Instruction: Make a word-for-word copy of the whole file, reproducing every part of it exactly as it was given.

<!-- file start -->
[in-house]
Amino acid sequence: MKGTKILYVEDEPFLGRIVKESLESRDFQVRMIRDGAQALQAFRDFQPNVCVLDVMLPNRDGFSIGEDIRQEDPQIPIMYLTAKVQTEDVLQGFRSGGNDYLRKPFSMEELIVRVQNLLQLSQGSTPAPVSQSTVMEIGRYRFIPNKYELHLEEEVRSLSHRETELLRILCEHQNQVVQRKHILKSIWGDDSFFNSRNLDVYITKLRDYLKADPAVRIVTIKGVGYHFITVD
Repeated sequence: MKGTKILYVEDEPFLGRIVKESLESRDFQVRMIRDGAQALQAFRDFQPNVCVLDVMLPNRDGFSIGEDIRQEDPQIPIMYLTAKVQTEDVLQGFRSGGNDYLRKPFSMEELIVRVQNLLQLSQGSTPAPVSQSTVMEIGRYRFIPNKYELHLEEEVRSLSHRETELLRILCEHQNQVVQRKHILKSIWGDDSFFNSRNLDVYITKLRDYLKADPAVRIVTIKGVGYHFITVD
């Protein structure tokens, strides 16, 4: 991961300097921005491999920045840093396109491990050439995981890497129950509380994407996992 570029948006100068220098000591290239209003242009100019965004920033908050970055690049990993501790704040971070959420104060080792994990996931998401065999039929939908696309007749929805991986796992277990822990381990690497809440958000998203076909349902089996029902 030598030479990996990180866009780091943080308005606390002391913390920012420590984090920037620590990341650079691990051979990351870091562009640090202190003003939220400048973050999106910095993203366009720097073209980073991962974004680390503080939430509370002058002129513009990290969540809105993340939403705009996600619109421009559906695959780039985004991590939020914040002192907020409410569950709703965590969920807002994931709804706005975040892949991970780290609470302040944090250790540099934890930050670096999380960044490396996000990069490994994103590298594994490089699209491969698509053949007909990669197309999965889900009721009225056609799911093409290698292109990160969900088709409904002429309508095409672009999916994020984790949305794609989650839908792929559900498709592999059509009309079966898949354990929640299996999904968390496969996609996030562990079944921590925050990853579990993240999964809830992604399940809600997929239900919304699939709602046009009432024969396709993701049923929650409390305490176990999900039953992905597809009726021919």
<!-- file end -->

[in-house]
Amino acid sequence: MKGTKILYVEDEPFLGRIVKESLESRDFQVRMIRDGAQALQAFRDFQPNVCVLDVMLPNRDGFSIGEDIRQEDPQIPIMYLTAKVQTEDVLQGFRSGGNDYLRKPFSMEELIVRVQNLLQLSQGSTPAPVSQSTVMEIGRYRFIPNKYELHLEEEVRSLSHRETELLRILCEHQNQVVQRKHILKSIWGDDSFFNSRNLDVYITKLRDYLKADPAVRIVTIKGVGYHFITVD
Repeated sequence: MKGTKILYVEDEPFLGRIVKESLESRDFQVRMIRDGAQALQAFRDFQPNVCVLDVMLPNRDGFSIGEDIRQEDPQIPIMYLTAKVQTEDVLQGFRSGGNDYLRKPFSMEELIVRVQNLLQLSQGSTPAPVSQSTVMEIGRYRFIPNKYELHLEEEVRSLSHRETELLRILCEHQNQVVQRKHILKSIWGDDSFFNSRNLDVYITKLRDYLKADPAVRIVTIKGVGYHFITVD
């Protein structure tokens, strides 16, 4: 991961300097921005491999920045840093396109491990050439995981890497129950509380994407996992 570029948006100068220098000591290239209003242009100019965004920033908050970055690049990993501790704040971070959420104060080792994990996931998401065999039929939908696309007749929805991986796992277990822990381990690497809440958000998203076909349902089996029902 030598030479990996990180866009780091943080308005606390002391913390920012420590984090920037620590990341650079691990051979990351870091562009640090202190003003939220400048973050999106910095993203366009720097073209980073991962974004680390503080939430509370002058002129513009990290969540809105993340939403705009996600619109421009559906695959780039985004991590939020914040002192907020409410569950709703965590969920807002994931709804706005975040892949991970780290609470302040944090250790540099934890930050670096999380960044490396996000990069490994994103590298594994490089699209491969698509053949007909990669197309999965889900009721009225056609799911093409290698292109990160969900088709409904002429309508095409672009999916994020984790949305794609989650839908792929559900498709592999059509009309079966898949354990929640299996999904968390496969996609996030562990079944921590925050990853579990993240999964809830992604399940809600997929239900919304699939709602046009009432024969396709993701049923929650409390305490176990999900039953992905597809009726021919």